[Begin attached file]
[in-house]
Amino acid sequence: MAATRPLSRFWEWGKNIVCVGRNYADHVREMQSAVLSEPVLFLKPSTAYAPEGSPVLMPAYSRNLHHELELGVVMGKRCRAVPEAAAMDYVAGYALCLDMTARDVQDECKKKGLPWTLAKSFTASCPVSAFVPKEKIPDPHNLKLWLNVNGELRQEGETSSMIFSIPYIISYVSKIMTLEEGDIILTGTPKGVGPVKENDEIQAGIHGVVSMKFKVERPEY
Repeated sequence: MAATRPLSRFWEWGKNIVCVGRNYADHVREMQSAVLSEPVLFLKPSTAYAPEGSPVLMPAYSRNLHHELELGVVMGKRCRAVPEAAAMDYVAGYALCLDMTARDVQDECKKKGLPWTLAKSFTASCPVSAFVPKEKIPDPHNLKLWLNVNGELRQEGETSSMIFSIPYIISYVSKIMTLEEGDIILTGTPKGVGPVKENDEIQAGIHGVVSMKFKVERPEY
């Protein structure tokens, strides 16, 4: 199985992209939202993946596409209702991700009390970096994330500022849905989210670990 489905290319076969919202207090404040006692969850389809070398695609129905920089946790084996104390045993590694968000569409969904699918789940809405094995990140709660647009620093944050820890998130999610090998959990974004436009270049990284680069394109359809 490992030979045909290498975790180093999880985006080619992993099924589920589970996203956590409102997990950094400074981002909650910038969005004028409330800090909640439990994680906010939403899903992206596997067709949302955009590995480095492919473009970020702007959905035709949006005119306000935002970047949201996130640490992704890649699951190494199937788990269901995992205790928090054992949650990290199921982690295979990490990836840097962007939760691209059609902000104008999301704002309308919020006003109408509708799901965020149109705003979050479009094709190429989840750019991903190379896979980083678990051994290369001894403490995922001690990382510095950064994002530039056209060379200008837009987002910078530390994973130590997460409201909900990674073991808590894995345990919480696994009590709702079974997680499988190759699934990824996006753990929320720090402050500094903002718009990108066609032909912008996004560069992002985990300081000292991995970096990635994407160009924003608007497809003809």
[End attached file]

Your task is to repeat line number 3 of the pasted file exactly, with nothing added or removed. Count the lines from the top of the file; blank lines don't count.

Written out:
Repeated sequence: MAATRPLSRFWEWGKNIVCVGRNYADHVREMQSAVLSEPVLFLKPSTAYAPEGSPVLMPAYSRNLHHELELGVVMGKRCRAVPEAAAMDYVAGYALCLDMTARDVQDECKKKGLPWTLAKSFTASCPVSAFVPKEKIPDPHNLKLWLNVNGELRQEGETSSMIFSIPYIISYVSKIMTLEEGDIILTGTPKGVGPVKENDEIQAGIHGVVSMKFKVERPEY